With highly commendable writing by Lally Katz we are introduced to a world steeped in mysticism and supernatural powers. God and his creation, man and his maker, when does the image cease to exist within itself and become a shadow of a higher power? And who dares to initiate a work of creation in the name of God?
Pertinent questions and very much resonant today as the audience are invited to contemplate man’s power of invention and determination to create – albeit with caution – as we venture into unkown territory unaware of the dangers that are to be unleashed.
We are in Prague in 1592 and in a Jewish synagogue beneath an antique chandelier there lies a young woman, Ahava (Yael Stone) shorn of her womanly locks, twisting and contorting as she struggles to breathe. She has been exorcized of the spirit of her former fiancée who overtook her body and mind. Desperate to fill the void she now seeks God – but no touch, no prayer, no answer in response to her pleas for help are given. With the Rabbi (Brian Lipson) and his student Amos (Dan Spielman) as her guides she begins a journey as a maid, a servant only to become instrumental in the creation of a Golem – undertaken by the Rabbi in an attempt to save the Jews from the Christian persecution.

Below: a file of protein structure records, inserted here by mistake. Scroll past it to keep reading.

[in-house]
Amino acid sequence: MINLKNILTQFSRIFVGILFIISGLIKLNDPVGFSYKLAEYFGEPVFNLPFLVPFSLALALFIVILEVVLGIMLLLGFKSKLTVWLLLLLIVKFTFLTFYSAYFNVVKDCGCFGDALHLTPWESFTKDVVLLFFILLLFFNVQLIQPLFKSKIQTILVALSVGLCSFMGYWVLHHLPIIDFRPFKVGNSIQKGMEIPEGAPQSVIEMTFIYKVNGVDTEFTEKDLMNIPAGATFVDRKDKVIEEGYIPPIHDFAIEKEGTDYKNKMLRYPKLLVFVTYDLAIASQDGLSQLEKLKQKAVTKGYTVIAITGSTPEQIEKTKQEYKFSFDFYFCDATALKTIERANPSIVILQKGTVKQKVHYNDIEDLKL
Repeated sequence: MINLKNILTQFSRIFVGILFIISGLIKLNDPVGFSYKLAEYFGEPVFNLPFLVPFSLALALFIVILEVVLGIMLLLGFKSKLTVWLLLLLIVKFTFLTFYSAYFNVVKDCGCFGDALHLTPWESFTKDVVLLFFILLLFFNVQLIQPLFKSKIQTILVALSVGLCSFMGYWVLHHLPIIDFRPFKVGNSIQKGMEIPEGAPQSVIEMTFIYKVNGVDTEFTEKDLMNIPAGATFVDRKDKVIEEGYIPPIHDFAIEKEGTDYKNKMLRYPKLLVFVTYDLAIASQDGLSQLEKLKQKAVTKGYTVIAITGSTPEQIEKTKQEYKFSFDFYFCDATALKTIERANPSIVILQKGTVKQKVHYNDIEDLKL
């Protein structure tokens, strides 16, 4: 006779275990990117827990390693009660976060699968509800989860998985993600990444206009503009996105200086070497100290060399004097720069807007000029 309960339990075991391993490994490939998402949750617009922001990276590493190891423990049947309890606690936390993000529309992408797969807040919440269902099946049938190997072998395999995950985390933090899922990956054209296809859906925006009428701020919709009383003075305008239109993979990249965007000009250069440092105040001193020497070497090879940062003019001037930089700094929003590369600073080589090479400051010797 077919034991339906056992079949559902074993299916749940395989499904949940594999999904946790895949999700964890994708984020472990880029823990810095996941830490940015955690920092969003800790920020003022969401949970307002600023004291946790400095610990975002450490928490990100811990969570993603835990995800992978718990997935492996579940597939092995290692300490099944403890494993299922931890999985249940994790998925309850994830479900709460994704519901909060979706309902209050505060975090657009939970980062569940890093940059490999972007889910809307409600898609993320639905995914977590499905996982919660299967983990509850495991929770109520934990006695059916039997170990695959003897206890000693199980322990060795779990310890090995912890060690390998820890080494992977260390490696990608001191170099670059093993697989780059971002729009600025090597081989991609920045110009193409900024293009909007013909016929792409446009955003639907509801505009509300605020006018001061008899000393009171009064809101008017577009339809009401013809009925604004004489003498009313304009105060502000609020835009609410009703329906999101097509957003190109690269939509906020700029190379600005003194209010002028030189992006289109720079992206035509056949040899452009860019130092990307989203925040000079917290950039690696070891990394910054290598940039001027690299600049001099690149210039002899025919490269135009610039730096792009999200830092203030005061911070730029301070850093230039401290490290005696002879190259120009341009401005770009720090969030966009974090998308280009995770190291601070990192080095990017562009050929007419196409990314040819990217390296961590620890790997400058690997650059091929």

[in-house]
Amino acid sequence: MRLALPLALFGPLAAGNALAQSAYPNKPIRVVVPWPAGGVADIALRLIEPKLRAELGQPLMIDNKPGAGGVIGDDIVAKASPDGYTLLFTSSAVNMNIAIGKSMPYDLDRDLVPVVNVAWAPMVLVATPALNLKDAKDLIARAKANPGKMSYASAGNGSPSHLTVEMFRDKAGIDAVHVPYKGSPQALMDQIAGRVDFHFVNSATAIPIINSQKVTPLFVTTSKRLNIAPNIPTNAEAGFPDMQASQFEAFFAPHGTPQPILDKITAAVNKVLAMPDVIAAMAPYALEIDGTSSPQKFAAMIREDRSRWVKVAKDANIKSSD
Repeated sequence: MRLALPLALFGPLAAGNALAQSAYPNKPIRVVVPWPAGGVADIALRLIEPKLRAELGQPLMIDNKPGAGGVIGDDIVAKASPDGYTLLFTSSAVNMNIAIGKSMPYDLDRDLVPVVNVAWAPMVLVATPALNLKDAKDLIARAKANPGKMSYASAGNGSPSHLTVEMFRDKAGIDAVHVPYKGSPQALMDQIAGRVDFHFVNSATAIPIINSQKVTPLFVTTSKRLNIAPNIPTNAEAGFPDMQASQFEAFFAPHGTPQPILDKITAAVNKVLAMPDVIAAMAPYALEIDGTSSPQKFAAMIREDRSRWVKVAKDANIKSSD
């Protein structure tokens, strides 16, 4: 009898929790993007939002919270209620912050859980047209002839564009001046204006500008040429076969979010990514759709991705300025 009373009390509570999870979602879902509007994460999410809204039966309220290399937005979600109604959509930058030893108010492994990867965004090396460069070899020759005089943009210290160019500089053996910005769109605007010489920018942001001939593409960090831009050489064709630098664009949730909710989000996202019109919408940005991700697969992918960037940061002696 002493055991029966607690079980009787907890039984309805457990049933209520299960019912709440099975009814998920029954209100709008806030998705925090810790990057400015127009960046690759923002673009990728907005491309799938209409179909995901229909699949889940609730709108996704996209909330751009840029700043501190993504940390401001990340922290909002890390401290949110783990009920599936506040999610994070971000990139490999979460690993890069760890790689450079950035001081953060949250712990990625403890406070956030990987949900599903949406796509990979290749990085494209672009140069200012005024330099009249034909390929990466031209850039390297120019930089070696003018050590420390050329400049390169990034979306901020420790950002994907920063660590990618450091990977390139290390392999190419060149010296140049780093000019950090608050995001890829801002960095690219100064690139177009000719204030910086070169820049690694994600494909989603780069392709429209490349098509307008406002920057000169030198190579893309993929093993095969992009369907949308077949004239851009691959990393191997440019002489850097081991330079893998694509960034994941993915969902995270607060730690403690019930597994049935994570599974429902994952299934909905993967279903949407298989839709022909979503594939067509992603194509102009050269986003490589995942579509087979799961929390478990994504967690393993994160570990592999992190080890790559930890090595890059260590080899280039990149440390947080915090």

With brilliant performances by all the actors music is one of the biggest strengths of the production and Mark Jones has excelled in his choice of arrangements and direction and also provides a bitingly funny performance as the Emperor.
As Cantor and also Jewish/religious Consultant Michel Laloum’s voice is particularly golden and adds much depth to a very well crafted production. The set and costumes were also highly effective though the need to light over sixty candles is debatable.
There is a twist at the end of Golem’s story; one that is so remarkably simple and yet so carefully crafted that it develops as a matter of natural course and leaves the audience feeling complete and very appreciative of a stellar cast and laudable production.
Malthouse Theatre presents
A GOLEM STORY
by Lally Katz
Director Michael Kantor
Venue: Merlyn Theatre, The Cub Malthouse | 113 Sturt St Southbank Vic 3006
Dates: 10 June – 2 July, 2011
Times: Wednesday to Saturday 7.30pm. Tuesdays 7pm. Sundays 5pm.
Matinees: Saturday 25 June 2pm, Thursday 30 June 1pm
Tickets: $21 – $55 + min booking fee $1.50
Bookings: www.malthousetheatre.com.au | 03 9685 5111